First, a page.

MARGARET WARNER: All right. So explain why both these things are going on, why you have Crown Prince Abdullah coming here and saying the kinds of things he’s saying and at the same time this is still going on back in Saudi Arabia?

ALI AL-AHMED: I have a unique perspective on this. I think there are parts of the government in Saudi Arabia that want to embarrass Abdullah because Abdullah does not have all the keys to… in the country. He’s not king. He is crown prince. He’s not able….

MARGARET WARNER: We should explain because the king is ailing with a stroke.

ALI AL-AHMED: Prince Abdullah cannot even fire a single official. He’s frustrated by the government. In two letters this year and last year saying spending… we are in a disaster situation; we don’t have money. He is issuing letters. He can’t issue decrees like the king. There are people who want to undermine his authority and embarrass him probably. That’s why they let the speaker of the grand mosque actually say no peace with Israel and we should not have any rapprochement with Israel.

MARGARET WARNER: Youssef Ibrahim, in part of the PR offensive leading up to this meeting advisors to the Crown Prince were saying things like there would be grave consequences for the U.S. and its interest if the President didn’t lean on Sharon and Israel and so on. What do you think those threats really mean and how seriously do you think the Saudis mean them?

YOUSSEF IBRAHIM: Seriously. And they are in two areas. One, the strategic military relationship we have with Saudi Arabia is just as important to us as it is important to them. There is a lot of… there are a lot of voices and a lot of pundits here who say, why do we need the Saudis?

We don’t need their oil and we don’t need their army bases. We can move our army to Qatar and in fact we are moving some forces to Qatar already. We can move them to Kuwait. If we want to organize action against Iraq, we can do it from somewhere else. That misses the point completely.

Saudi Arabia is the godfather of the Gulf Arab region. If the Saudis withdraw their cover from the United States’ military presence, how long do you think it will take before Bahrain, which has the largest American naval base to follow suit? And how much do we think Oman and Qatar will cooperate? Secondly, Saudi Arabia is sitting, after all, on one-third of the world’s oil reserves. The other third belongs to Iran and Iraq. And we are not on speaking terms with either of those countries.

We have a lot of national interest in Saudi Arabia, as much as Saudi Arabia has an interest in our protection and in retaining the 60-year-old relationship. But things have gotten to a point in the region where the pressure on Abdullah, on our friends like President Mubarak, on King Abdullah of Jordan, is unbearable. There is a demand in the Arab street for the United States to take a position that is perceived at least in the Arab world as even-handed, and that’s not the case.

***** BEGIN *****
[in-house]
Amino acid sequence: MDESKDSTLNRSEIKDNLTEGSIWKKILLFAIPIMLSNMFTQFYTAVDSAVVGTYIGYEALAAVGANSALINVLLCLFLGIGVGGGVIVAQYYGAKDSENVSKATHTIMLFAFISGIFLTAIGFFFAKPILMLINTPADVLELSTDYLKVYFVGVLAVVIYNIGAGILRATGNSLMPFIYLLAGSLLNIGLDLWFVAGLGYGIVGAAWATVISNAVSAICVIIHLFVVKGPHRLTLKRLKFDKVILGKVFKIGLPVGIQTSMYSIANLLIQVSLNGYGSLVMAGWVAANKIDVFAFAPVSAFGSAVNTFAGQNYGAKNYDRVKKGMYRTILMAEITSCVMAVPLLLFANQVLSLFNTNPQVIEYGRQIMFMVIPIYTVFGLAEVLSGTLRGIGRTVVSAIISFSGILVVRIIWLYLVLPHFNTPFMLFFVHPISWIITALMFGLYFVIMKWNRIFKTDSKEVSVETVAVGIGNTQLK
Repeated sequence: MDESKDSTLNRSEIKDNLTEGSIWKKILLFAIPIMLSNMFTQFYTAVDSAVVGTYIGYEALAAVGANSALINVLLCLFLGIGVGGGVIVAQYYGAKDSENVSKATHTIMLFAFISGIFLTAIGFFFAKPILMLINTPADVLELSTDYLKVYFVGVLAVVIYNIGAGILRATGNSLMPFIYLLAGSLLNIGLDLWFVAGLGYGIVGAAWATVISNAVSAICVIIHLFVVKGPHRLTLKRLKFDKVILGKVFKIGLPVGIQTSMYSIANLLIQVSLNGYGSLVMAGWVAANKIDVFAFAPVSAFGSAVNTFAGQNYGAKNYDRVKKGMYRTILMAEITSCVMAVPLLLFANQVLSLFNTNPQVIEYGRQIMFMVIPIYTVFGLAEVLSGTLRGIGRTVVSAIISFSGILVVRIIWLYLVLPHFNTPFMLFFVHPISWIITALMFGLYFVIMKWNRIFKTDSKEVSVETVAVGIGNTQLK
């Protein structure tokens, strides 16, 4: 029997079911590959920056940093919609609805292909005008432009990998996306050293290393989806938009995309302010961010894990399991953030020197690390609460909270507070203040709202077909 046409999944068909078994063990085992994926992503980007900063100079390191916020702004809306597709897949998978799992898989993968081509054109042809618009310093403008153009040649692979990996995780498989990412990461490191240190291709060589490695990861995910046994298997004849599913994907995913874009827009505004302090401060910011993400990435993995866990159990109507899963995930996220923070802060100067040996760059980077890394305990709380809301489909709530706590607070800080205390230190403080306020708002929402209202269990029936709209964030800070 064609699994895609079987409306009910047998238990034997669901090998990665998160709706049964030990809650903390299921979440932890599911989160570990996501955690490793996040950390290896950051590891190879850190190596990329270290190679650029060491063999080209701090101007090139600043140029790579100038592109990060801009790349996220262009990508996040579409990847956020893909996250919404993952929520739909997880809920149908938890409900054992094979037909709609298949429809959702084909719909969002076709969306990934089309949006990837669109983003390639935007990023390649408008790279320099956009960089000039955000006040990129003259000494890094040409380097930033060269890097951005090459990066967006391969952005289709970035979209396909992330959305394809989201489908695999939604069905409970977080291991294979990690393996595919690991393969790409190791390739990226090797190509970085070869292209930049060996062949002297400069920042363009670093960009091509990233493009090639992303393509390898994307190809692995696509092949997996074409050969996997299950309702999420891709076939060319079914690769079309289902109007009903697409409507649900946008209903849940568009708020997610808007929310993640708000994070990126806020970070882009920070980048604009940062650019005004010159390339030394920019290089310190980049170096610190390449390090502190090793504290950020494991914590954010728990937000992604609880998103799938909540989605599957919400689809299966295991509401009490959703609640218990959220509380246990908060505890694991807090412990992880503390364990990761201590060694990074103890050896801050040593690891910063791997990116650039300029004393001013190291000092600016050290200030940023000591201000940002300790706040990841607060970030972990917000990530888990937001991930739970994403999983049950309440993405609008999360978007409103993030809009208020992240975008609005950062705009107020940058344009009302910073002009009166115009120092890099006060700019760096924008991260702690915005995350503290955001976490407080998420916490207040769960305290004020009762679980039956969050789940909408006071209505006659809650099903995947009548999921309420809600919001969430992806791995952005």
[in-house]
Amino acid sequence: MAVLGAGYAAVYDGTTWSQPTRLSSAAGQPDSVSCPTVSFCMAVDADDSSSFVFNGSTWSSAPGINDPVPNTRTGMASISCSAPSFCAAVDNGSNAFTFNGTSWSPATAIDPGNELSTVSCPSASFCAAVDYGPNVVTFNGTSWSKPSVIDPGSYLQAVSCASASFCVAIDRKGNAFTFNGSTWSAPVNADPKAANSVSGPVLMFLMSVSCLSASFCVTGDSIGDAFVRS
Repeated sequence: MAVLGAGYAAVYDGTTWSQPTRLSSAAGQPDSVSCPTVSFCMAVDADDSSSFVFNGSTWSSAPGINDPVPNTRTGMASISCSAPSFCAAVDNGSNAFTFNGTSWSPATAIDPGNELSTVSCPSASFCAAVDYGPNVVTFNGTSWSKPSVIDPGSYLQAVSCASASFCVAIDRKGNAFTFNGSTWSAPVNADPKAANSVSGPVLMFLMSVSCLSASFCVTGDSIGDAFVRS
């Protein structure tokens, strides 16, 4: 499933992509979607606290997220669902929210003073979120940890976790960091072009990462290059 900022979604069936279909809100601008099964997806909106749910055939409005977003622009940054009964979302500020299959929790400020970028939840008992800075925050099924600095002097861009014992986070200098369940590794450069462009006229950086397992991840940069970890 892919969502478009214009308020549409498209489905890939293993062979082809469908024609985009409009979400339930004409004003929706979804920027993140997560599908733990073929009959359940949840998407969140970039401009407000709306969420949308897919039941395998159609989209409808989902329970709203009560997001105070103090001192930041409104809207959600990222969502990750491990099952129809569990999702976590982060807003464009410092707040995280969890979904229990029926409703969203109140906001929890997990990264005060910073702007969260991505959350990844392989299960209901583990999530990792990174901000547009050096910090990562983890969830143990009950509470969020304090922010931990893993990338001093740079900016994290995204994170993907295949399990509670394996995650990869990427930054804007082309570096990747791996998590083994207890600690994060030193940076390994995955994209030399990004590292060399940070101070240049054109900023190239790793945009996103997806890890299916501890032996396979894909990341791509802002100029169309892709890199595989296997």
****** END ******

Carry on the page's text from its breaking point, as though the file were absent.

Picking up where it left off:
MARGARET WARNER: Ken Pollack, how precarious do you think this relationship is. Maybe that’s the wrong word. Do you think it’s at all precarious? Do you take the threat seriously?

KENNETH POLLACK: I think that we do need to take the threat seriously. This is a very delicate moment for the Saudis. They do have internal problems. There are issues that have been long festering which Crown Prince Abdullah has been trying to get at for many years: Problems with their educational, their economic system, political systems.

MARGARET WARNER: And corruption.

KENNETH POLLACK: Goes without saying. All of that could produce real instability in the kingdom over the long term. Add to that the tensions created by the U.S. troops presence, by the violence between Arabs and Israelis, it is a volatile situation, and the Crown Prince is coming over here and saying I have a real problem, and I need you guys to help me address that problem. That said, as Youssef Ibrahim has said several times, there’s a 60-year relationship there.

They don’t want to cut those ties. What they want is to get us to understand what their issues are. On our side as well, we have real problems right now. We are fighting a war with the al-Qaida network, which is a very dangerous terrorist network. We have a whole bunch of other things on our plate, which are all extremely important. We need the Saudis for all of those things. And we’ve got to find a way that we’re going to be able to bridge some of these problems we have now because both camps desperately need the other right now.

MARGARET WARNER: Ali Al-Ahmed, do you agree that both countries really need each other? I should also point out and this happened late today that an advisor to Crown Prince Abdullah did say contrary to published reports they didn’t plan to use oil as a weapon. In any event, do you agree that each country needs one another, or do you think this could be a serious rupture… could occur?

ALI AL-AHMED: I think both need each other. However, there is an issue here that has not been discussed is the Saudi Arabia system itself, it’s the only and the largest absolute monarchy. The relationship between the leader of the free world with an absolute monarchy is and anomalous, unhealthy. There should be some reform to change the absolute monarchy. There is a mutual need… mutual benefit and the relation is older than the state of Israel so it should continue. It is not going to be the same. If you want Saudi Arabia to become that country to modernize it, if it’s not modernized it will carbonize and we’ll have the same problem – we’ll have another Iraq – another Iran.

MARGARET WARNER: All right. Gentlemen all three, thank you very much.